Rejoicing in hope, patient in tribulation, continuing steadfastly in prayer.
Romans 12:12

Another Deep Question

I wrote recently about a profound question from my 12-year-old-boy. This post is about my daughter. She’s only eight years old but her mind fastens upon questions much older, ancient questions, questions the great thinkers and theologians have debated. These questions pass through her mind and slip from her mouth, befuddling those around her. Last night she asked another big one, “If God hates sin so much, why didn’t He stop Adam and Eve from sinning?”

Let’s just stop right here. What? You’re eight years old. Don’t you have questions about dolls or bunnies or clouds? Don’t you want to know why the sky is blue or how birds fly? Oh, that’s right, you’ve asked about birds flying, haven’t you? Just the other day you said, “Look at those three birds. They are flying without moving their wings. How do they do that?”

She had seen three vultures circling above. They floated on the wind currents and didn’t flap their wings. So, she asked the question. Is it normal to ask such questions? I don’t know. Her older siblings asked questions as they grew, but I don’t recall them asking the same types of questions.

As bedtime approached, I was working up an answer about why God didn’t stop Adam and Eve from sinning. My mind wrestled with the best explanation to give an eight-year-old (and the best explanation to understand it myself). I lay on my bed as she was in the other room getting into her pajamas. I planned to give her an answer while I tucked her in and prayed with her. But it didn’t happen. The day had been a tiring one for me. My mind was exhausted, my body was spent. As I lay there formulating an answer, my eyes closed, and I fell asleep. When I awoke my daughter, and the rest of the household, were asleep.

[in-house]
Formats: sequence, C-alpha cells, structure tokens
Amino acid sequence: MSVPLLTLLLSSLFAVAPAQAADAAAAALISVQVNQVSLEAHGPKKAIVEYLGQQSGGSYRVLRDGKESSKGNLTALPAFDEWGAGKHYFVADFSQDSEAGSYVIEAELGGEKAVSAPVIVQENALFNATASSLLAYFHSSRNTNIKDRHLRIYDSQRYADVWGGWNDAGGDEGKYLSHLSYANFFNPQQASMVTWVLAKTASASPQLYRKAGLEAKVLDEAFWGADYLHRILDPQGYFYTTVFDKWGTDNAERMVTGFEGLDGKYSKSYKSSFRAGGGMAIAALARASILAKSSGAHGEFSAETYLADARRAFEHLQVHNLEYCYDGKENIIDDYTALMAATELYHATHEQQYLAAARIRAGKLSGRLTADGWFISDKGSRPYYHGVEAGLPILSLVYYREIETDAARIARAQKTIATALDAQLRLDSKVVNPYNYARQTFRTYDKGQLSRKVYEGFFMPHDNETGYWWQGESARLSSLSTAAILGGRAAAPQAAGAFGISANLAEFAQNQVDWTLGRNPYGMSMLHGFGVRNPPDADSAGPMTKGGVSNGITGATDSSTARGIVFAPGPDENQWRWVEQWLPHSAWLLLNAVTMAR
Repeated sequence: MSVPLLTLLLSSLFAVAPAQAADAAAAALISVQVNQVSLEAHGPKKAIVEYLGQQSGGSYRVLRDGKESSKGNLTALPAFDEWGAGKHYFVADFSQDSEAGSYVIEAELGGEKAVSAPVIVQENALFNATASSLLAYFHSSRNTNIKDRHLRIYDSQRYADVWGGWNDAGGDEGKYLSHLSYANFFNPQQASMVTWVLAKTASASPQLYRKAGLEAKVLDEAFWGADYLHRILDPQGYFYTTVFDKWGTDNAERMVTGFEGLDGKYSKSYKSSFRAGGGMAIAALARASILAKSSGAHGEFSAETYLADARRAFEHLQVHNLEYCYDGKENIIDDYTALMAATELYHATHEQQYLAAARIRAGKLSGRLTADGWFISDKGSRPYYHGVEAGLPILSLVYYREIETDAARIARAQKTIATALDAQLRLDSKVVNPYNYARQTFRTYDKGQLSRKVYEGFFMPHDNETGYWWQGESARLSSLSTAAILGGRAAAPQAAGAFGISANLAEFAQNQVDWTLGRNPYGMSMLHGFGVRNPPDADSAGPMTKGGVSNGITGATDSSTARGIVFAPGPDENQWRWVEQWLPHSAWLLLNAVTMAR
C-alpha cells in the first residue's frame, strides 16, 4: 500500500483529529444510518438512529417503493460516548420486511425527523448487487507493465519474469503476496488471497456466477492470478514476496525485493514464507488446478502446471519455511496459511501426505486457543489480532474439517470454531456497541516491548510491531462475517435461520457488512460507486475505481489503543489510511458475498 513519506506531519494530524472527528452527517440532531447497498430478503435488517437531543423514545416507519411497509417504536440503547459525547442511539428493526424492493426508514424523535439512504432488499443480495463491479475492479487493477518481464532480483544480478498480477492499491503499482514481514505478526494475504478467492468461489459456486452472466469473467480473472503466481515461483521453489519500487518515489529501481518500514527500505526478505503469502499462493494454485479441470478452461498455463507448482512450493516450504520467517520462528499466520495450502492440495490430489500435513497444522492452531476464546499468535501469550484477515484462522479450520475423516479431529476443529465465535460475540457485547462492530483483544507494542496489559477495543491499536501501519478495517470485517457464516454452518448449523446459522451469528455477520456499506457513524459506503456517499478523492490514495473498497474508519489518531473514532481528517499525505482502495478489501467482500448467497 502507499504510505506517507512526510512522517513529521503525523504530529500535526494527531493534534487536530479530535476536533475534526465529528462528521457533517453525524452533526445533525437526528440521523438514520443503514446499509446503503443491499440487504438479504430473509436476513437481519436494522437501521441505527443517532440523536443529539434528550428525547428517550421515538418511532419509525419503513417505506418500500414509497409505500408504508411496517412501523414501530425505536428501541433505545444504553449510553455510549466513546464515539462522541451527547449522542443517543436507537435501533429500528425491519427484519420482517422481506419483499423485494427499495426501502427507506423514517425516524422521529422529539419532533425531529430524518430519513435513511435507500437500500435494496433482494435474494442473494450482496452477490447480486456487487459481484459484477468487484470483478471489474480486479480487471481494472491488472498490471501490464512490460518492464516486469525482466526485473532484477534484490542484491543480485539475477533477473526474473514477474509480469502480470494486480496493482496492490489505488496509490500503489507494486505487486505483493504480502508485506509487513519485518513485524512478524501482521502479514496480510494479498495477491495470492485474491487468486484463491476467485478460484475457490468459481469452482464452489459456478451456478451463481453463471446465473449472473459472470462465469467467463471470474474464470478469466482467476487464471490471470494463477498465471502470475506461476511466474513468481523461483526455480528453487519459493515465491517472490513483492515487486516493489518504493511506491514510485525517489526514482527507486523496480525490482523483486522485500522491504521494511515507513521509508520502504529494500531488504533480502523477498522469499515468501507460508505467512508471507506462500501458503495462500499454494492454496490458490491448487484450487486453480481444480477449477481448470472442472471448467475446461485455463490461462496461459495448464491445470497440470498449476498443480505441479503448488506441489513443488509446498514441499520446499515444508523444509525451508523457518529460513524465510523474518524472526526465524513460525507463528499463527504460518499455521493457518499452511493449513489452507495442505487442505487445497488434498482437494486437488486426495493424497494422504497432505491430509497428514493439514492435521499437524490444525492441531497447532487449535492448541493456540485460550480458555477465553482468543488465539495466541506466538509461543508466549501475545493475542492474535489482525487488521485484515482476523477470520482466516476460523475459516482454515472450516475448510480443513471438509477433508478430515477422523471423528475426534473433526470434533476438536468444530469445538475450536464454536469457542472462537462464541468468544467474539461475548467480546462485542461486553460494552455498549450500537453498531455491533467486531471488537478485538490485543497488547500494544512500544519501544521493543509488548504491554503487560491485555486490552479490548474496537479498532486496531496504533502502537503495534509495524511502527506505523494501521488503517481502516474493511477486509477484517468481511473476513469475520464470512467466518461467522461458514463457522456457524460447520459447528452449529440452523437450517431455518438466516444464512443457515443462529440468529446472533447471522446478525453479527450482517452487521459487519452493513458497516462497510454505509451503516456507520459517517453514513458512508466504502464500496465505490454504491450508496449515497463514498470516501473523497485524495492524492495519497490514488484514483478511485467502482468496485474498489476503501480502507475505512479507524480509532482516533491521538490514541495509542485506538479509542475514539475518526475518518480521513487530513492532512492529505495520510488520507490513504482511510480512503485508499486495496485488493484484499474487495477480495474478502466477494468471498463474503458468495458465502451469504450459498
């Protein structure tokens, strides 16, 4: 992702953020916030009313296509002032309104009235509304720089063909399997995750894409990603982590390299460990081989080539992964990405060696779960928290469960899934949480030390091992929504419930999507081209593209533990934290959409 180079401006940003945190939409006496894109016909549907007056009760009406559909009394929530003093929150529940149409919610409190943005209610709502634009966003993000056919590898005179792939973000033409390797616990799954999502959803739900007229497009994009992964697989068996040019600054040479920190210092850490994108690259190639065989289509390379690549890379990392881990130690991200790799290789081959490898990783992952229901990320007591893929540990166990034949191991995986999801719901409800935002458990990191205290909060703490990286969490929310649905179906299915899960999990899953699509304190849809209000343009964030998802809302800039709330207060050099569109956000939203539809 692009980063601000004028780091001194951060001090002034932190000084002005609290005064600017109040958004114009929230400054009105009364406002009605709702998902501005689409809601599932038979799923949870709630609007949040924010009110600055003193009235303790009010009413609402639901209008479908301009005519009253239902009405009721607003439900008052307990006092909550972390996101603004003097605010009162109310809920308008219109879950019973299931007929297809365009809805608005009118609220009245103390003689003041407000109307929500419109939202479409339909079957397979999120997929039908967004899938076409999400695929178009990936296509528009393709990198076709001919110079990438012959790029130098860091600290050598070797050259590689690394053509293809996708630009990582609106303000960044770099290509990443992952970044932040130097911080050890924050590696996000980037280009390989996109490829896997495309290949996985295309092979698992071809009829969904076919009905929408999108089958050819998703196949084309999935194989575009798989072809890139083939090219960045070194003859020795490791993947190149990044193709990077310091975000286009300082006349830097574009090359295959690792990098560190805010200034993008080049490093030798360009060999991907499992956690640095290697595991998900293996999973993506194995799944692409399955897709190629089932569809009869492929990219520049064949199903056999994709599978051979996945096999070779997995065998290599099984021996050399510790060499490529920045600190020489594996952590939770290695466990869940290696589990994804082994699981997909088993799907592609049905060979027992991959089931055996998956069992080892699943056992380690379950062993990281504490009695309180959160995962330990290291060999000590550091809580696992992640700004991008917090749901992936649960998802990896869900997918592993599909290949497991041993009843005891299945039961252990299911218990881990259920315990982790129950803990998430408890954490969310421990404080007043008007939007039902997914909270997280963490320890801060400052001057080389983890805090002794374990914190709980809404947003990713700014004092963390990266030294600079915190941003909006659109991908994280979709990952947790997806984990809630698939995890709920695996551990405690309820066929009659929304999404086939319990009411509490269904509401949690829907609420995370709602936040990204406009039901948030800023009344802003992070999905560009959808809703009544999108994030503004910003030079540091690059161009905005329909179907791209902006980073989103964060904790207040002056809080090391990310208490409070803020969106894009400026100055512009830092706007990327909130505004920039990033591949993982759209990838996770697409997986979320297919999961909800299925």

I had missed my chance and was angry with myself. In the morning I sat at the kitchen table with a cup of coffee and watched the sun illuminate the morning sky. And then it struck me. A great truth comforted me. I fell asleep last night but God didn’t. I am weak, but He is strong. I fail as a father, but God never fails. The sun rises each day announcing that God is still on His throne. Even though I didn’t give my daughter an answer, things would still be okay. God wouldn’t fail her – even if I did.

She walked into the kitchen just as those thoughts were in my mind. Rubbing her eyes, hair hanging over her face and waving wildly on top of her head, she came to me and hugged me. And then I took a stab at answering her question.

“Honey, last night you asked about sin and why God didn’t stop Adam and Eve from sinning. This is a difficult thing to understand but I’m glad you are asking such important questions. Here’s one answer that might help.”

I gave her the best answer I could about sin and God and how God’s highest priority is not only to stop sin but to glorify Himself. This happened at the cross where sin was dealt a deadly blow. “Did that answer your question, honey?”

“Yes.” She smiled, then opened the back door and went out to play. The sun shone a little brighter (at least it seemed to) as I took another sip of coffee and thanked God for His goodness.